In Northern and Western Europe, megalithic were originally large stone settings ( dolmen , from Breton taol 'table' and maen 'stone' , actually "stone table") and upright stones that either stand individually as menhir or are arranged in several, for example Form stone circles ( Cromlechs ).
In 1867, at the second Congrès International d'Anthropologie et d'Archéologie Préhistoriques , an agreement was reached on only designating monuments made of almost uncut stones as megaliths, for example not the Egyptian obelisks or the Parisian Halle aux blés . The walls of Tyrins have been called Cyclopean , not megalithic. However, this definition excludes, for example, the Triliths of Stonehenge and the megalithic temples of Malta , which are composed of worked stones. Colin Renfrew pointed out the difference in appearance and function between the older, uncut stone monuments and the newer, more complex constructions .
Following Glyn Daniel , only Neolithic buildings made of large stones are now referred to as megaliths, because otherwise, as Daniel remarks, some Welsh pigsties could also be described as megalithic.
Gordon Childe proposed in 1946 that additional structures should be included:
- Tombs made of smaller stones and with a cantilever vault roof , such as the cantilevered tombs in Attica and Antiparos ;
- Rock tombs , for example in Sicily , Etruria and the Iberian Peninsula ;
- collective stone boxes , like the stone boxes of Attica and Antiparos.
For Childe, only collective burials are to be classified as megalithic. Closed stone boxes for individual burials, on the other hand, are not locked, even if they are made of large stones, such as some dolmens in North Africa and Palestine .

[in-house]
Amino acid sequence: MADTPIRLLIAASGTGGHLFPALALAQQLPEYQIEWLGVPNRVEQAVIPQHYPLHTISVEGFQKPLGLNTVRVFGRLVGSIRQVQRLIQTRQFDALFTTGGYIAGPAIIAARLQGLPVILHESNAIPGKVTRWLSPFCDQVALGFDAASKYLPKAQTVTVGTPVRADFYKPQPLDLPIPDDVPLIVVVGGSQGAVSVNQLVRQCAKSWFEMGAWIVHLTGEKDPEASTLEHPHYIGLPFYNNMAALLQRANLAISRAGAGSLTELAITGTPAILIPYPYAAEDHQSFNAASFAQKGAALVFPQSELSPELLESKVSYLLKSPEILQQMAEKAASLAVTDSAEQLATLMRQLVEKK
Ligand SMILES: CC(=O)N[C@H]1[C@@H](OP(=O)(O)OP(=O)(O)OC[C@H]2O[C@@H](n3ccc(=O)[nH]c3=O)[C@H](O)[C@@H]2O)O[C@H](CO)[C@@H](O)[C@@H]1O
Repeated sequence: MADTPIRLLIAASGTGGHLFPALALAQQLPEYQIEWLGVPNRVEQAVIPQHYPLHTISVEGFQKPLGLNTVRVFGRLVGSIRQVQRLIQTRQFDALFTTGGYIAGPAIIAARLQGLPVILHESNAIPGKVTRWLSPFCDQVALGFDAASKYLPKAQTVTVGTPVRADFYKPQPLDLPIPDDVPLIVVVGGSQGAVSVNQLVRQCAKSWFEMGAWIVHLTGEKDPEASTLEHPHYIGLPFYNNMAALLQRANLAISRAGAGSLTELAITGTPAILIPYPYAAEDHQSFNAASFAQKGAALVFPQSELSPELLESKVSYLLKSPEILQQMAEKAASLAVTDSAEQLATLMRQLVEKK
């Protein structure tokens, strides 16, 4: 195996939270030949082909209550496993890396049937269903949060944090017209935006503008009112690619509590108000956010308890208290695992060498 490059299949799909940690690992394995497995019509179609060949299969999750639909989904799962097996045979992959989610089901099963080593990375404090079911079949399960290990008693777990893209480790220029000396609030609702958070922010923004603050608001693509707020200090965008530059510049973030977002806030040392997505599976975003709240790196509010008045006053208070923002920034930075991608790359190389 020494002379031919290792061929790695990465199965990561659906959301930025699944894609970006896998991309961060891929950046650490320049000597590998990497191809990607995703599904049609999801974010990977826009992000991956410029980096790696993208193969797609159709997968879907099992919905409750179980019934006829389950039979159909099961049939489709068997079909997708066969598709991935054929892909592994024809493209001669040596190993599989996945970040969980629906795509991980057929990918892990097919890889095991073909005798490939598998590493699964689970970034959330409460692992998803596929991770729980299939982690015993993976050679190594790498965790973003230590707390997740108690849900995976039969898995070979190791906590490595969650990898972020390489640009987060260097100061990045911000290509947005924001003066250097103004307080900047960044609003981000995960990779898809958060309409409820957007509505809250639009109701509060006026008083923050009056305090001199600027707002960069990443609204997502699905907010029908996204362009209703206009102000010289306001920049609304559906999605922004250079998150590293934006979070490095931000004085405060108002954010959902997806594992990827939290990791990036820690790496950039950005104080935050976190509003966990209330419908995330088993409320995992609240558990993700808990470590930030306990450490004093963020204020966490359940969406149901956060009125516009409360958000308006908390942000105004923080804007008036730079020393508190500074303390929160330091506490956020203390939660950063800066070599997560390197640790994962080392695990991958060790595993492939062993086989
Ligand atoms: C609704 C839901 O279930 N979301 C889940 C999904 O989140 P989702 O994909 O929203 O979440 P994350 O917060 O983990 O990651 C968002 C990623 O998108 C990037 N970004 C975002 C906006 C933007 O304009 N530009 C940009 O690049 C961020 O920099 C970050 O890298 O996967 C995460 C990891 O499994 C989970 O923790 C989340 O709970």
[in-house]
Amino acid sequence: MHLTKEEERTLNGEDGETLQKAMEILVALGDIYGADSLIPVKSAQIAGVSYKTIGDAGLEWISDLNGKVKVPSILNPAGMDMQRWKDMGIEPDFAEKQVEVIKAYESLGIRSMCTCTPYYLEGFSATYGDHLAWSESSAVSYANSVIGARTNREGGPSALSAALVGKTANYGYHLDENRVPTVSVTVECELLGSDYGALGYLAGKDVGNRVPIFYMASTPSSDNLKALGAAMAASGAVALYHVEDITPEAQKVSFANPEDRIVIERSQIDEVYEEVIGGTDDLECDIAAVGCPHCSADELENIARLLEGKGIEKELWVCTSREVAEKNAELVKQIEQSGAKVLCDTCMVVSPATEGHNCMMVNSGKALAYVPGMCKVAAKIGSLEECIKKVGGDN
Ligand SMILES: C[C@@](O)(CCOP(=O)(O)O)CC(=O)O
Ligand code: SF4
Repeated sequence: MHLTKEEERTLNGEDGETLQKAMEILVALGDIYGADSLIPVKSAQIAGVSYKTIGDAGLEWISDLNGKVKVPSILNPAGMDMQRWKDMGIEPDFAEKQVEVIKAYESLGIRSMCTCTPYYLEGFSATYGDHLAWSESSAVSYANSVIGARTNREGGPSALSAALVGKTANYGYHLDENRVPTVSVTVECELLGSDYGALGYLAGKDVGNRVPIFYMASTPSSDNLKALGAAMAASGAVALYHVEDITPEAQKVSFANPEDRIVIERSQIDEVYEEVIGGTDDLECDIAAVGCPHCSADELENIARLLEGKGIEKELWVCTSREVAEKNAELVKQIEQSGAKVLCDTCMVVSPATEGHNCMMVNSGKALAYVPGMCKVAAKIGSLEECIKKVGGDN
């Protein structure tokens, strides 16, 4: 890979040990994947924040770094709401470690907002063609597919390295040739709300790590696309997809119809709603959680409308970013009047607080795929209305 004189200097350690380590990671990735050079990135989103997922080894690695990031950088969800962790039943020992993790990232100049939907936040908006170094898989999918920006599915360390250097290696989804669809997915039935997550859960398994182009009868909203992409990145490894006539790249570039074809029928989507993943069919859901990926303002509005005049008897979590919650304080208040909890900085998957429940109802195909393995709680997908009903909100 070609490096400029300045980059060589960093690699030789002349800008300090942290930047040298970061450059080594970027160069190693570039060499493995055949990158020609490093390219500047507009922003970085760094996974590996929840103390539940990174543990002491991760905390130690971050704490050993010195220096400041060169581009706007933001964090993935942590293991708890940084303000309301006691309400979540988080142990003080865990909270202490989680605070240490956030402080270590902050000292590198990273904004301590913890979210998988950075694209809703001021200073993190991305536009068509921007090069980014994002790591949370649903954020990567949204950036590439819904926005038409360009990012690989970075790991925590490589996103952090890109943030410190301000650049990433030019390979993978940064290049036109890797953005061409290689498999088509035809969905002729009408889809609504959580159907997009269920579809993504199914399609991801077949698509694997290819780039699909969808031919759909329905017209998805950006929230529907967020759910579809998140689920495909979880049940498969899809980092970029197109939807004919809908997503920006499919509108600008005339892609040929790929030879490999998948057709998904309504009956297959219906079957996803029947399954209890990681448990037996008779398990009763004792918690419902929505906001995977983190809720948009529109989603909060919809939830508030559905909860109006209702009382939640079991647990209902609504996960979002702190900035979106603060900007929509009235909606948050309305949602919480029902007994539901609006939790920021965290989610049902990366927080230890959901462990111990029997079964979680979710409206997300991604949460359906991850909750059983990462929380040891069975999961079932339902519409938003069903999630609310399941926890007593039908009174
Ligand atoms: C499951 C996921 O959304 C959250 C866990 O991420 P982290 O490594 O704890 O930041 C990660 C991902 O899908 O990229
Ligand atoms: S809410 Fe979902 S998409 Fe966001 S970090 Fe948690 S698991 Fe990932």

- Stone circles can be part of a megalithic burial or exist independently of it.
- According to Childe, megaxyle architecture is to be distinguished from megaliths: "Timber architecture was translated into stone - in England, Etruria, India - and such translation need not imply a megalithic complex."
- Entrance stones with a soul hole ( porthole slabs ) are permissible signs of megalithic architecture. The Caucasian stone boxes, the Necropolis B of Tepe Sialk (Iran) and the large stone graves of India therefore also fall into this category.
Childe's definition is unwieldy and cannot be used in areas without bone preservation, and accordingly it has not caught on in further research.
In 1956, Karl Joseph Narr defined a megalithic structure as follows:
- Buildings made of upright unworked stones ( orthostats ) with a capstone placed on top of "a certain, not precisely defined size",
- Stone circles (Cromlechs),
- Rows of stones , which are missing in many areas.
Controversial types remain “large systems made from smaller stones” and “systems carved into the rock”. Fool adds that today there is "little inclination" to call domed tombs and tombs , as they are known from the Mycenaean Bronze Age, megalithic.
The first division of the megalithic structures in Northern Europe was made by Oskar Montelius . He distinguished dolmens, passage graves and stone boxes. His system was expanded by Sprockhoff and Schuldt, among others. There are now a large number of national and regional typologies that cannot be combined into a single linguistic usage. Therefore, Furholt et al. 2010 presented a classification that combines various individual features.
The various megalithic structures in Europe and other continents do not necessarily suggest a common culture (" megalithic culture "). Pottery and other artefacts that accompany the stone setting do not always belong to the same culture; this also applies to the most common types, i.e. menhirs , dolmens , passage graves or stone boxes . According to others, the similarity of the megalithic structures preserved on the European Atlantic and North Sea coasts suggests a genetic relationship, even if the accompanying artifacts do not belong to the same culture, e.g. B. by colonization or cultural exchange .